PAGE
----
Accused Russian Agent Worked Botched Fuel Deals with Former NRA President’s Wife, Report Says


The story of accused Russian agent Maria Butina is becoming increasingly bizarre as more details of her life and dealings in the U.S. are revealed.

In a story published Sunday, The New York Times described a series of failed deals by Butina and her partner, Republican political operative Paul Erickson, to secure massive quantities of jet fuel from Russia. Clients in those deals—which never came to fruition—were recommended by former National Rifle Association president David Keene and his wife, Donna.

As described in the Times report, which was based on hundreds of pages of emails, Butina and Erickson’s efforts to broker nonsensical quantities of Russian jet fuel—“nearly double what all of Russia’s refineries export in a month,” according to the report—to the Keenes’ contacts approached the absurd.

According to the Times:

Russia has used oil and gas deals to build influence, deploying companies like Gazprom to cut sweetheart deals for pro-Moscow politicians in other countries. But Ms. Butina did not connect with the likes of Gazprom or other major Russian oil companies. Instead, she relied on a Russian coffee bean trader and a public relations consultant with loose ties to the political party of President Vladimir V. Putin.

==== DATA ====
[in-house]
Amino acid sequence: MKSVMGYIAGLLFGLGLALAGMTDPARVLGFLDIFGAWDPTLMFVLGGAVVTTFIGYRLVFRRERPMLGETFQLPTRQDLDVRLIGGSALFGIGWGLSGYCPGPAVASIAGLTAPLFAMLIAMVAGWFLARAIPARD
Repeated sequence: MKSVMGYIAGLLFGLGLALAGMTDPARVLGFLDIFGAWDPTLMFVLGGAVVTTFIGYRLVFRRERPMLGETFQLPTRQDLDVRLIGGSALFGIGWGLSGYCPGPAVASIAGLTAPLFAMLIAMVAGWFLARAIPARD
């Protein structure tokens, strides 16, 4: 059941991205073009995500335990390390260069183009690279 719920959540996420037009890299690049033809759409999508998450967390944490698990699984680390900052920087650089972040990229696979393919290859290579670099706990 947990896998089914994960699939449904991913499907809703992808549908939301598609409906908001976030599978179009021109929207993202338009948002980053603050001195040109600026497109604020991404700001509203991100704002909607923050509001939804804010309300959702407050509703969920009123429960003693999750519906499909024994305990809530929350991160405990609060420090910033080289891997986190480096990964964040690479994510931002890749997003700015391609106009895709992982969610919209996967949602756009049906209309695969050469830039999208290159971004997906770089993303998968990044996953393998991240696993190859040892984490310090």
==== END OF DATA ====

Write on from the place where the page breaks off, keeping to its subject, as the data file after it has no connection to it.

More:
All of them seemed out of their depth, each projecting confidence and deep knowledge of the jet fuel business while seeming not to grasp the basics. None appeared to have any idea how to pull off the deal they were negotiating — or the money with which to do it.

The first client sought 5 million barrels of jet fuel, a deal that was squashed when Butina—at Erickson’s urging—sought an upfront payment of $25,000, the report said. A second deal fell through when an Israeli-American associate of an interested jet fuel broker from Virginia realized within five minutes of meeting Erickson and Butina that they had no idea what they were doing.

In another meeting set up by Donna Keene, the potential clients thought they were being scammed. They reported Erickson, who faces fraud allegations in three states, and Butina to the FBI.

Butina’s lawyer told the Times that all of this is “just further evidence that she wasn’t here on any mission on behalf of the Russian Federation.”

Butina, 29, currently sits in an Alexandria, VA jail after being indicted on charges of conspiracy to act and failing to register as an agent of a foreign government.

Read the entire report.

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